2) What’s the short-term solution? Simply put, these women need to be respectful and quiet. By interrupting all the time and interjecting their own questions and uneducated opinions, they are actually bringing disgrace on the whole group. These women needed to keep quiet…for now.
3) What’s the long-term solution? By all means, ask your questions! He doesn’t want these women to remain ignorant and uninformed. They need the freedom to ask their questions, and the men (or their husbands) need to give them answers. Paul is encouraging these religious discussions to follow them home. Think about that – husbands and wives having discussions about faith together in their own homes. That was radical in Paul’s day. Often the husband and wife would follow different gods and each keep to their own. Even today, how often do Christian couples talk seriously and deeply about their faith at home, or even *gasp* in front of the kids? But this is right in keeping with the great Shema of Deuteronomy 6:
Hear, O Israel: The Lord our God, the Lord is one. Love the Lord your God with all your heart and with all your soul and with all your strength. These commandments that I give you today are to be on your hearts. Impress them on your children. Talk about them when you sit at home and when you walk along the road, when you lie down and when you get up. Tie them as symbols on your hands and bind them on your foreheads. Write them on the doorframes of your houses and on your gates.
The point? Women should be able to ask their questions and get some answers. Then they will be able to actively participate in a way that encourages and builds up the whole church (1 Corinthians 11:2-16; 14:24-26).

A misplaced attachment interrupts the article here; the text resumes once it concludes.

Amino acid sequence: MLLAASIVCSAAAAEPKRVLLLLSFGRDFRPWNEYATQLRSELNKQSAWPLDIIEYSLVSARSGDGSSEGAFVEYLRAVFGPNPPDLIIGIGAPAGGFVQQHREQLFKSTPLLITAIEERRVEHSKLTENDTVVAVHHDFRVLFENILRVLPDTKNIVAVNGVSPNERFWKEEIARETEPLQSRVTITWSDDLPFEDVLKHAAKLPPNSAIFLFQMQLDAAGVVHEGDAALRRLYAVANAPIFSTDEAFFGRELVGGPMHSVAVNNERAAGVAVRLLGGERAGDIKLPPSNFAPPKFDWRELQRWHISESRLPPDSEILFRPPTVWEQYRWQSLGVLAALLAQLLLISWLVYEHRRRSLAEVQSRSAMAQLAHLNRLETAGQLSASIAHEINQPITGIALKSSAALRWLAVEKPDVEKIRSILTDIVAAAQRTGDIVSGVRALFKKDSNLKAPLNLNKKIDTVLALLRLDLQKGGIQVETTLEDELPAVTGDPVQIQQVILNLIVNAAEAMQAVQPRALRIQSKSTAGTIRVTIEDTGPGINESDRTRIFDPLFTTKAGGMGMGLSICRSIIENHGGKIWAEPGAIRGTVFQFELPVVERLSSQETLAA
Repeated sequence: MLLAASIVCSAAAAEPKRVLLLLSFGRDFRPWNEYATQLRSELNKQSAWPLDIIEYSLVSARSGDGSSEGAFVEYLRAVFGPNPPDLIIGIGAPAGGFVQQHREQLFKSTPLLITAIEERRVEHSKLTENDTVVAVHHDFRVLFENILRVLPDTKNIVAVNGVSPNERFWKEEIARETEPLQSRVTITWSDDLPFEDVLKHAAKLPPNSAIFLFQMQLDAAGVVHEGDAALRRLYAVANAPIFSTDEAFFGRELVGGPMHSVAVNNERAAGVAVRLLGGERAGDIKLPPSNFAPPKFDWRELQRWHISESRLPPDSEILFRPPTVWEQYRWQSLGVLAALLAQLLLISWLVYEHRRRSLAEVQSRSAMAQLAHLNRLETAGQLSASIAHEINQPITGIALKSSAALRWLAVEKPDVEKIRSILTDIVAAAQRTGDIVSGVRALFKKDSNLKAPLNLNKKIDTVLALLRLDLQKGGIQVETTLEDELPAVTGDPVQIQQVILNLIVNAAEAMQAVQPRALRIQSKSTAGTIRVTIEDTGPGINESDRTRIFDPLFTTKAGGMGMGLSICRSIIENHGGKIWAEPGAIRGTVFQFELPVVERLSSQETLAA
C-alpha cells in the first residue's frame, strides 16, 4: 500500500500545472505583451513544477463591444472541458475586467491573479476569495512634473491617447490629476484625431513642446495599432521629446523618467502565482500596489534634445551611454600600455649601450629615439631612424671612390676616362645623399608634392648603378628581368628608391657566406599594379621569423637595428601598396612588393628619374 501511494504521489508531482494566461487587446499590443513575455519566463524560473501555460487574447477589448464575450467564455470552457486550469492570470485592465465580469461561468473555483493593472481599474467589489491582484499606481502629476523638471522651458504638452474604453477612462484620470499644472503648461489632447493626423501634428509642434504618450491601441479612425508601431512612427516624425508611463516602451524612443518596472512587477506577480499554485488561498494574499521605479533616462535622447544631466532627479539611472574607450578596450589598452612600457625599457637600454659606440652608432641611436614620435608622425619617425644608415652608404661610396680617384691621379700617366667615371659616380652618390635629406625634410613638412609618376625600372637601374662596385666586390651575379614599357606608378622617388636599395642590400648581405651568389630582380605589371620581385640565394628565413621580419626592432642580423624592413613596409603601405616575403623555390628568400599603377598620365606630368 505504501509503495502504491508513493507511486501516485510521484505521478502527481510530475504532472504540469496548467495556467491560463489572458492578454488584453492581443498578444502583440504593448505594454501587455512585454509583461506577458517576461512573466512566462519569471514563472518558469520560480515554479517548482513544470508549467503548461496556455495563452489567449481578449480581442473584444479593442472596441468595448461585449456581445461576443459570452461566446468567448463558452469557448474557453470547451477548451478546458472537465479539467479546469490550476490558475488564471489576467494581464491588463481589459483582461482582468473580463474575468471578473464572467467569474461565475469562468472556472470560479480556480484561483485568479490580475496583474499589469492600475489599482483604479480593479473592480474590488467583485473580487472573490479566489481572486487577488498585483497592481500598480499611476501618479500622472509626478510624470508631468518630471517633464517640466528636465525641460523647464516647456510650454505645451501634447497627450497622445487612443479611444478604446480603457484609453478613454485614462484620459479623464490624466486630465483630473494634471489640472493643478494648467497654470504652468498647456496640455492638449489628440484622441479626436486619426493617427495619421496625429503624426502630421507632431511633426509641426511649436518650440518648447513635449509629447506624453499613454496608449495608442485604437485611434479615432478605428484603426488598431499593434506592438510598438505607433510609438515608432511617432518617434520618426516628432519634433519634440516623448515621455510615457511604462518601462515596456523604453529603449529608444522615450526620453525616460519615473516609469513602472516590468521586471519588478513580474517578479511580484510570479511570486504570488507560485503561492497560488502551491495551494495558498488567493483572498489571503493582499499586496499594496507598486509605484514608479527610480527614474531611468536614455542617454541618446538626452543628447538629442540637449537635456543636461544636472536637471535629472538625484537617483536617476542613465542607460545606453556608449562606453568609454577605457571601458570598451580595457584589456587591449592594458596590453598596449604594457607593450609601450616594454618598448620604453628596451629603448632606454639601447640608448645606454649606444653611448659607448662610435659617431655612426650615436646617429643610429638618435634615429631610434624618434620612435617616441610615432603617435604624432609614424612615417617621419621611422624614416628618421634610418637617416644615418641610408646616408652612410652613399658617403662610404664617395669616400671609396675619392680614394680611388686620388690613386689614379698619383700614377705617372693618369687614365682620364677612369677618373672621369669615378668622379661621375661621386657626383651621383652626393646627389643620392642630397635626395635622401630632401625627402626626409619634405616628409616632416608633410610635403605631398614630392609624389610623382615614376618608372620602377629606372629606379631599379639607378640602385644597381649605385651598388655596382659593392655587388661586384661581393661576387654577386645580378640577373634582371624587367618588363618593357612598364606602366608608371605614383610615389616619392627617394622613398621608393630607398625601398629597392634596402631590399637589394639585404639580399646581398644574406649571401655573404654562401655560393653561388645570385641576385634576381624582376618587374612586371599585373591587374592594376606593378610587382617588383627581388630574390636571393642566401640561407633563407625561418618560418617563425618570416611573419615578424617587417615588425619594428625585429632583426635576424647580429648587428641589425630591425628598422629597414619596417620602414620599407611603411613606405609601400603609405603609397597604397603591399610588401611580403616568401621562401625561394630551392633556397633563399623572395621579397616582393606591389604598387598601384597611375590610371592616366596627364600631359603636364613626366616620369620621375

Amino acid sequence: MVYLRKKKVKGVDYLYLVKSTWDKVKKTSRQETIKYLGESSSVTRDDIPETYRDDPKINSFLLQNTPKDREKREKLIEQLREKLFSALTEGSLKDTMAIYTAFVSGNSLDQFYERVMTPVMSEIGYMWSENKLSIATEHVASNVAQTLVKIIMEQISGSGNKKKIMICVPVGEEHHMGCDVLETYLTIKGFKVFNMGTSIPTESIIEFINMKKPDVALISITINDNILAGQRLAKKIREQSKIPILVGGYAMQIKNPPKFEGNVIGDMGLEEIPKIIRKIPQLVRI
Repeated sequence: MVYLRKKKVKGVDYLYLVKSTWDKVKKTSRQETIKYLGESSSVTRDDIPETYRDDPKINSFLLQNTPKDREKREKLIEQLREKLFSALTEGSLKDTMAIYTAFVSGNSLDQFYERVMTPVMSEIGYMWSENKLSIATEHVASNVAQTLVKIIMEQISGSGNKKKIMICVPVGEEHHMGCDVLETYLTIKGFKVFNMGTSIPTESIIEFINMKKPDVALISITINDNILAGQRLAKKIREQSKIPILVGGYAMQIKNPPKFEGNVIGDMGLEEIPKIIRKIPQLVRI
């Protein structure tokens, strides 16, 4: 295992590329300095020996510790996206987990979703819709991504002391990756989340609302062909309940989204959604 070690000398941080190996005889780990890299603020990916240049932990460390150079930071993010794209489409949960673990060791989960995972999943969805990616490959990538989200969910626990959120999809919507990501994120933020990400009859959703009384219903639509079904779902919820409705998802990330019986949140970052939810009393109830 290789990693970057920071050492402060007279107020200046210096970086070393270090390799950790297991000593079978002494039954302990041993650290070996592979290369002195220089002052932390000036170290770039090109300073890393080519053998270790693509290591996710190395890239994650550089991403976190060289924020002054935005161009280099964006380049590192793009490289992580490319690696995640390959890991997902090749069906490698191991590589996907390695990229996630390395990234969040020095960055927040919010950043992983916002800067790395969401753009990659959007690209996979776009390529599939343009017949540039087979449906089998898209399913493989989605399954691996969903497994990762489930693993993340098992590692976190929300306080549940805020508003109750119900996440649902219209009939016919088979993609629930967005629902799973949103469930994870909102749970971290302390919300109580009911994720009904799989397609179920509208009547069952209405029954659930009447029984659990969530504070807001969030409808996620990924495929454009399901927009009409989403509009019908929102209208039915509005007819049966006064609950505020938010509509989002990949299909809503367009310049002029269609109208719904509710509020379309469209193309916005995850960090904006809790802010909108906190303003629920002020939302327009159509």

Now let’s turn to 1 Timothy 2:11-15 and give it the same treatment.
A woman should learn in quietness and full submission. I do not permit a woman to teach or to assume authority over a man; she must be quiet. For Adam was formed first, then Eve. And Adam was not the one deceived; it was the woman who was deceived and became a sinner. But women will be saved through childbearing—if they continue in faith, love and holiness with propriety.
1) What’s the problem? This one is a little tricky because there are a couple of options. Obviously there were women who were promoting some kind of false teaching about Creation, Adam and Eve, Sin, Child-birth, etc. They were trying to wrestle authority away from the men either overtly or subversively. They were probably former worshipers of Artemis, the Greek goddess of the hunt and midwifery. It could even be that Paul is addressing a very specific group of young widows who were getting all up in everyone’s business.
As for younger widows, do not put them on such a list. For when their sensual desires overcome their dedication to Christ, they want to marry. Thus they bring judgment on themselves, because they have broken their first pledge. Besides, they get into the habit of being idle and going about from house to house. And not only do they become idlers, but also busybodies who talk nonsense, saying things they ought not to. So I counsel younger widows to marry, to have children, to manage their homes and to give the enemy no opportunity for slander. Some have in fact already turned away to follow Satan.
(1 Timothy 5:11-15)